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Kanban Essentials: What It Is and What It Can Do For You

by Todd Cotton, on Apr 1, 2020 11:15:00 AM

Kanban board
The word “Kanban” is Japanese for “signboard” or “billboard.” Though simple, it makes sense once you understand the Kanban method. 

A Kanban board displays a clear message, like a billboard, that shows the status of ongoing projects to your team. 

While there are other ways to approach product management and workflow, at LeanDog we’ve found success with Kanban for specific types of teams.

How Kanban works to visualize flow.

Kanban is a work management solution designed to help visualize work, limit work in progress, and maximize efficiency. As a result, teams accelerate product development, better maintain focus, and increase transparency.

To visualize the process, you start with a Kanban “board.” The board includes columns representing each stage of development. For example, a simple Kanban board could have columns for stages like: waiting, in progress, testing, and complete. 

Visualization of Kanban board

From there, write each work item on a note, or “story card,” and place it in the first column to show the work item is awaiting development. The manager is then tasked with prioritizing work items and decides what items need to be completed first. As projects move through the development phases, notes move across the board until they are complete. Once work items are moved out of the waiting column, the manager fills that spot with the next most valuable item.

How Kanban helps teams thrive... 

Kanban is most effective for teams where each member has a variety of skills, rather than a group of specialists. With Kanban, the entire team is responsible for the quality of a product, and is willing and able to contribute where needed. It’s a group effort.

The Kanban approach is also ideal for smaller-scale projects that have a quicker turnaround—as opposed to scrum, which is ideal for large projects or ongoing work. The team utilizes the Kanban board every day and projects enter and exit the board as they’re completed.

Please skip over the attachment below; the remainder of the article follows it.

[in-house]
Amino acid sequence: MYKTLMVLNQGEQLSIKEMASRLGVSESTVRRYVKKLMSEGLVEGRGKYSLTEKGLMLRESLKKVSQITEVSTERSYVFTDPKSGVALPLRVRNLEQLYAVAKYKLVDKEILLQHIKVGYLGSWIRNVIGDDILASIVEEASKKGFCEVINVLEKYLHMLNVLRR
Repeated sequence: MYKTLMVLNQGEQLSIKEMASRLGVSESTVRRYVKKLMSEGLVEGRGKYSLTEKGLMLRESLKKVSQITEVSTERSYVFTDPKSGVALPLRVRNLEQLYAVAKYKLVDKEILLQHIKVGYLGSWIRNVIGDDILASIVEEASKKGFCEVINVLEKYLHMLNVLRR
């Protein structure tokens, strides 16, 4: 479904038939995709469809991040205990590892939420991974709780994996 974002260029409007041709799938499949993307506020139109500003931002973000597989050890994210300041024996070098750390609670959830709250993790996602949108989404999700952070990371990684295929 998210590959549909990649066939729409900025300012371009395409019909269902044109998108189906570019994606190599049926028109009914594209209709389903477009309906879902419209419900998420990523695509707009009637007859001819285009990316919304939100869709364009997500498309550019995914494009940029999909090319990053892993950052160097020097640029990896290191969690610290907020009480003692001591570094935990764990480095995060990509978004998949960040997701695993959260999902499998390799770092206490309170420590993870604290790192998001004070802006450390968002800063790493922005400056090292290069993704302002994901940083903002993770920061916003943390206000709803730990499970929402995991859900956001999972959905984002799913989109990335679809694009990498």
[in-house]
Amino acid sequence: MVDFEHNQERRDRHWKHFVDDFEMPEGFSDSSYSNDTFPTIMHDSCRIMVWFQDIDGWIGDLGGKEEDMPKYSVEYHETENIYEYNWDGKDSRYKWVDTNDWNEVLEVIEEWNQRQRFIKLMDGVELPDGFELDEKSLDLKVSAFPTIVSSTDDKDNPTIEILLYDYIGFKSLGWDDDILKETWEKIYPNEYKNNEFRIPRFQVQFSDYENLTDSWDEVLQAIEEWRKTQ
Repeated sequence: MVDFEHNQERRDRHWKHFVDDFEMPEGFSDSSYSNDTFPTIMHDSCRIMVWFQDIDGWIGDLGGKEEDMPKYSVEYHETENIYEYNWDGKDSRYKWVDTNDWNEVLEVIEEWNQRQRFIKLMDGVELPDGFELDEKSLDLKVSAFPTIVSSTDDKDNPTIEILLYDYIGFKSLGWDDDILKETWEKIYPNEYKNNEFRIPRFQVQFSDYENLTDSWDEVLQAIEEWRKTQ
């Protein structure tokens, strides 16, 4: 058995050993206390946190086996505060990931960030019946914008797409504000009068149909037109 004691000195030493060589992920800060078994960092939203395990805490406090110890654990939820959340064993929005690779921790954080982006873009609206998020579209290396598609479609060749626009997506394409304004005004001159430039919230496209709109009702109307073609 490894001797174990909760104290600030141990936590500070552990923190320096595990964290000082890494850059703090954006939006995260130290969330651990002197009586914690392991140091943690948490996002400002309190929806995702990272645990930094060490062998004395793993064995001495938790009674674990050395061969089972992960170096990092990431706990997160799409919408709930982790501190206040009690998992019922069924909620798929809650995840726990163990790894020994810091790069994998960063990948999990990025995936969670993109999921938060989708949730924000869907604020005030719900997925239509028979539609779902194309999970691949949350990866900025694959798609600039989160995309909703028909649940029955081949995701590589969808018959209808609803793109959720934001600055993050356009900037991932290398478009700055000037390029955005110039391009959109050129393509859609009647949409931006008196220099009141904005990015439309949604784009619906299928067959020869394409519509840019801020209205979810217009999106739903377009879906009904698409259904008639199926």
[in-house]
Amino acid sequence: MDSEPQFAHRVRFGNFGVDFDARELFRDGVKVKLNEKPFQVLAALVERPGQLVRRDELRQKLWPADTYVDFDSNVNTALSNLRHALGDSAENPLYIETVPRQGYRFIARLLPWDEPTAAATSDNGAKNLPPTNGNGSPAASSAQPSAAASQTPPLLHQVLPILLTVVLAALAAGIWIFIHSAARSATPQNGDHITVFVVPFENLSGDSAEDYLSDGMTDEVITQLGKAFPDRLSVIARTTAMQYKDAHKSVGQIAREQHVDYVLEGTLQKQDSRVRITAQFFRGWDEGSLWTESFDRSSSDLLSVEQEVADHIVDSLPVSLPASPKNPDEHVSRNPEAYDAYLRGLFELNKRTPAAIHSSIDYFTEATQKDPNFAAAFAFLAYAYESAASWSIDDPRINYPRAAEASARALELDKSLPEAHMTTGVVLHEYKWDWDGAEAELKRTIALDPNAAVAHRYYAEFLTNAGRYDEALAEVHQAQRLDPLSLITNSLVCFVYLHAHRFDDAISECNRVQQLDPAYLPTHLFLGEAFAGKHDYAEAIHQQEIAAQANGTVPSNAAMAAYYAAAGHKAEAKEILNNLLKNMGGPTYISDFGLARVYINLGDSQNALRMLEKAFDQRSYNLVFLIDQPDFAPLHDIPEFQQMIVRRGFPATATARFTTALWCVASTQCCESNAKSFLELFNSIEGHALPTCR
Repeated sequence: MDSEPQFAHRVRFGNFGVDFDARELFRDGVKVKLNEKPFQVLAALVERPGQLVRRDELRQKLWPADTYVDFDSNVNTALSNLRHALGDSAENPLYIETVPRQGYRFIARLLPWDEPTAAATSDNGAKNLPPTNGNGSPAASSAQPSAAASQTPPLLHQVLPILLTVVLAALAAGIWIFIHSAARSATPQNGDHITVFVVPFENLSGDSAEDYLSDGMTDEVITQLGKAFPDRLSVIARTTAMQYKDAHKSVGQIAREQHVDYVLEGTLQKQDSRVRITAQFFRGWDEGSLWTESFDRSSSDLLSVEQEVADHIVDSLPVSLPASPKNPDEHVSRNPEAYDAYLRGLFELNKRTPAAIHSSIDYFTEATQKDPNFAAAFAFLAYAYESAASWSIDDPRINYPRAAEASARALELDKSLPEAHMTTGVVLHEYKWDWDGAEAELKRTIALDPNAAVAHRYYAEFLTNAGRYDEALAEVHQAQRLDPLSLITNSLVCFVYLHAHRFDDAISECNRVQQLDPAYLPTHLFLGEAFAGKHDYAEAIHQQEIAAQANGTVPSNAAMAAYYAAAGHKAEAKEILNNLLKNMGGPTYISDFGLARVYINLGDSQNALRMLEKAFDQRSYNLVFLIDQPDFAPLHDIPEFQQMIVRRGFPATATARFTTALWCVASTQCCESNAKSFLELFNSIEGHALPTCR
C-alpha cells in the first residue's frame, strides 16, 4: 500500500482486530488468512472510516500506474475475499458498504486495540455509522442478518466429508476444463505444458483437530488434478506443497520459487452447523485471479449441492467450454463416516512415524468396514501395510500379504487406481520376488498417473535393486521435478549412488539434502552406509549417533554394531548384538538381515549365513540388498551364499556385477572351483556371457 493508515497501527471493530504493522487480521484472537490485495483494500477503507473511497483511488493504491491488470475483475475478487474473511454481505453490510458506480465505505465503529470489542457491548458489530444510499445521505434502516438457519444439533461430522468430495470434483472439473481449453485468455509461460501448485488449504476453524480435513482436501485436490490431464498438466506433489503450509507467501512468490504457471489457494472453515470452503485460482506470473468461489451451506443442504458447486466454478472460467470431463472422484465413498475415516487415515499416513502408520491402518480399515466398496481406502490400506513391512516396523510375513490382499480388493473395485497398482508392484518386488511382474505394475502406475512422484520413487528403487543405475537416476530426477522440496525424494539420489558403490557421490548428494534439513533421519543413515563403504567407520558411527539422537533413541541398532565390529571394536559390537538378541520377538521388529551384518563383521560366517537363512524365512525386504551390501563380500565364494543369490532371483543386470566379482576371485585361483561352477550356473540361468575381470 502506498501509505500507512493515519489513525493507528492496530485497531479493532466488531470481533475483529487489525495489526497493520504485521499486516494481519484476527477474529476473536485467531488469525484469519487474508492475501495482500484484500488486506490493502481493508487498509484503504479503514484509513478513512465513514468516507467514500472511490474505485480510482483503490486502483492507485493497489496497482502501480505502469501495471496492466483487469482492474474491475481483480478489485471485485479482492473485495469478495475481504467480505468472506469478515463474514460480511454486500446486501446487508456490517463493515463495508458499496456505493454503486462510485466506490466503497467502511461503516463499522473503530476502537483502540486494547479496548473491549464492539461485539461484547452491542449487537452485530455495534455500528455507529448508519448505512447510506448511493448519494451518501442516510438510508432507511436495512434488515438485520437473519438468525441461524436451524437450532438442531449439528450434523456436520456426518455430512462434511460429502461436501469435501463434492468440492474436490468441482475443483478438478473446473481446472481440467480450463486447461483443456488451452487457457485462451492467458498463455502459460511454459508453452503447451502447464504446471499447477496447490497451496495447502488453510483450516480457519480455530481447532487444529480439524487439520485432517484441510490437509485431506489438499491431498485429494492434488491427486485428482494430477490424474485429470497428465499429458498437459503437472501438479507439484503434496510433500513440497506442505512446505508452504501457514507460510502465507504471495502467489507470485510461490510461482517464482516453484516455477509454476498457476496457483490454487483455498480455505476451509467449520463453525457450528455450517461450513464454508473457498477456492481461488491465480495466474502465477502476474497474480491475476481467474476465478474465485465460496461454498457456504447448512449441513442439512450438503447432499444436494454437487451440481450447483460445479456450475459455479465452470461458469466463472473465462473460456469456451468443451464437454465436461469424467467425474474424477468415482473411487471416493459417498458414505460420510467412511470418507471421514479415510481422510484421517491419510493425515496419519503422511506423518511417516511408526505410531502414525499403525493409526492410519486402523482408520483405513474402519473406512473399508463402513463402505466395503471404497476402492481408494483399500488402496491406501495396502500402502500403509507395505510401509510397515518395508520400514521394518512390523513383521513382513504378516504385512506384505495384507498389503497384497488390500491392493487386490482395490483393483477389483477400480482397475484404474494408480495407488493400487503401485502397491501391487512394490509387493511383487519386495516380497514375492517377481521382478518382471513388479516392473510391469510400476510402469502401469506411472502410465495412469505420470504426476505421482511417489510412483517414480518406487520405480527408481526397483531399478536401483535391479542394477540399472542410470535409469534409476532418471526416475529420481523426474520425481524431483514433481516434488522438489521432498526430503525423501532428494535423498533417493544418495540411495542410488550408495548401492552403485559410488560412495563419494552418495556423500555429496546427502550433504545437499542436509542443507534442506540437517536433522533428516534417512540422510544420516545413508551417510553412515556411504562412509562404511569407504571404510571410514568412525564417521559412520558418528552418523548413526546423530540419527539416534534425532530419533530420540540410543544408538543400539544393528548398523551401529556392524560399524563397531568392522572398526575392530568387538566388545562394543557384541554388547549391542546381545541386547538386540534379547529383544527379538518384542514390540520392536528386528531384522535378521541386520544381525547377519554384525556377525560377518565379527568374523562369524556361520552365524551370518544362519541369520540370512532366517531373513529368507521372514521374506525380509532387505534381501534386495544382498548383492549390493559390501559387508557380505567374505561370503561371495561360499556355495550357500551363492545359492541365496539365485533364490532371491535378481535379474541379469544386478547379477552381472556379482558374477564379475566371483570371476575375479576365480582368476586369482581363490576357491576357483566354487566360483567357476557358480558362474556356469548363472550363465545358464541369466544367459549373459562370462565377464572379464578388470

There are several ways Kanban can improve project flow and better your team’s performance.

Kanban brainstorm

Kanban gives you planning flexibility. 

If your team is used to tackling multiple projects at once, Kanban boards can be very beneficial. That’s because Kanban allows you to be flexible. If a higher priority item comes your way, then you can refer to the board and easily determine what story cards need to be adjusted to get the job done. 

Kanban boards visualize how teams function and also allow you to see who has capacity at a glance. Additionally, you’ll have quick insight into a project’s status. This will give managers the ability to reprioritize cards and adjust work in progress to meet deadlines or new requirements.

Kanban increases transparency. 

Transparency is an essential ingredient of Kanban success. It also is a result of effective Kanban. Teams must communicate daily on the status of projects and ensure that each token is in the correct development stage, while work in progress (WIP) limits are maintained. Kanban visualizes multiple projects at once and enables team members to easily check in with one another.

Kanban increases efficiency.

Kanban is an effective way to get team members on the same page and keep work flowing smoothly. You probably notice a theme of “flow” and eliminating waste when researching Kanban. Having a visual representation of work helps teams identify areas that need improvement. With Kanban, teams reduce overproduction and bottlenecks.

The 3 rules of effective kanban implementation.